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08-06-2014 | Urology | Article

Urodynamic study clinically useful in young men with LUTS


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medwireNews: Urodynamic studies are useful for aiding diagnosis and treatment decisions in young men with chronic lower urinary tract symptoms (LUTS) but without symptoms suggestive of chronic prostatitis, Korean researchers say.

Their review found that urodynamic parameters discriminated between the various manifestations of voiding phase dysfunction – primary bladder neck dysfunction (PBND), dysfunctional voiding (DV) and detrusor underactivity/acontractile detrusor (DU/AD) – and those of storage phase dysfunction – detrusor overactivity (DO), small bladder capacity (SC) and reduced bladder sensation (RBS).

“Because clinical symptoms are not useful for predicting the specific urodynamic etiology of LUTS in this population, urodynamic investigation can help to make an accurate diagnosis and, potentially, to guide appropriate treatment”, write Sang Eun Lee (Seoul National University, Seongnam, South Korea) and co-authors in the Korean Journal of Urology.

The study was a medical chart review of 308 men aged 18 to 50 years (mean age 40.4 years) who had experienced LUTS for a mean duration of 38.8 months. None had symptoms suggestive of prostatitis; 80.2% had storage symptoms, 53.9% had voiding symptoms and 41.9% had postmicturitional symptoms.

Results of urodynamic investigation revealed voiding phase dysfunction in 62.1% of the cohort, storage phase dysfunction in 36.4% and were normal in 25.6%.

Of the voiding phase disorders, PBND was present in 26.0%, DV in 23.4% and DU/AD in 12.7%. Of the storage disorders, DO was present in 22.7%, SC in 26.9% and RBS in 5.8%.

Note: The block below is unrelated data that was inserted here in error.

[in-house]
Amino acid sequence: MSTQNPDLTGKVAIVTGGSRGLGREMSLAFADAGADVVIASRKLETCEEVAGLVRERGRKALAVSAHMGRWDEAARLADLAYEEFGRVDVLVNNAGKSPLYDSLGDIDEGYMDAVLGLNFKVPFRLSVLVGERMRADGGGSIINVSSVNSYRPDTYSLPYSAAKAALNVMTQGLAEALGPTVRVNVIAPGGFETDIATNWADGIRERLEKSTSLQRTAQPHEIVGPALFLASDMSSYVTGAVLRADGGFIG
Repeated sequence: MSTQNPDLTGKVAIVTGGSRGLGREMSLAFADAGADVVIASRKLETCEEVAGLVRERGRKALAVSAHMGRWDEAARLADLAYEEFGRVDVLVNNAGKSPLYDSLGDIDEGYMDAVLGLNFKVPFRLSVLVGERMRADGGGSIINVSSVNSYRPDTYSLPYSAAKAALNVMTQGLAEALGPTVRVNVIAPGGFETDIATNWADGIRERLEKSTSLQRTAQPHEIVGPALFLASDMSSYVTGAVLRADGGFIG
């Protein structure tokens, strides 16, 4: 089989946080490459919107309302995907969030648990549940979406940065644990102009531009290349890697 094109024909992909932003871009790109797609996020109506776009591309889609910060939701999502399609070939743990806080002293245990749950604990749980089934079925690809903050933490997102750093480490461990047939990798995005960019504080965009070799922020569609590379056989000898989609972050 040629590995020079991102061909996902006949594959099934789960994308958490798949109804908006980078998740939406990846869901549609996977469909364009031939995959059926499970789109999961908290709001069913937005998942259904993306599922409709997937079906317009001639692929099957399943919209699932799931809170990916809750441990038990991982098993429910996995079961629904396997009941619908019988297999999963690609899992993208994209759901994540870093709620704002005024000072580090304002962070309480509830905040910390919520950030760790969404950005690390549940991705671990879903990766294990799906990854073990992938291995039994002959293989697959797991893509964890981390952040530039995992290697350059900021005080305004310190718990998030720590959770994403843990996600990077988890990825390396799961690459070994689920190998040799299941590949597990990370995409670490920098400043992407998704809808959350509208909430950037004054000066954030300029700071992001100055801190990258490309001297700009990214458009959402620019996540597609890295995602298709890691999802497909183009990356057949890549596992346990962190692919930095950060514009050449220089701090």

Clinical urinary symptoms did not differ significantly among the diagnostic groups, the researchers note. Many men were found to have multiple abnormalities on urodynamic investigation: 53.9% of those with voiding phase dysfunction had concomitant storage dysfunction, while 69.6% of those with storage dysfunction also had a voiding dysfunction.

The researchers remark that chronic LUTS in young men are not uncommon yet have received little scientific attention, and proper diagnosis and management can be challenging.

“Chronic LUTS among young men have a variety of underlying etiologies”, they write.

The team concludes: “Urodynamic investigation in this population is helpful in making an accurate diagnosis and may guide adequate treatment, because clinical symptoms are not useful in predicting a specific urodynamic etiology.”

medwireNews ( is an independent clinical news service provided by Springer Healthcare Limited. © Springer Healthcare Ltd; 2014

By Joanna Lyford, Senior medwireNews Reporter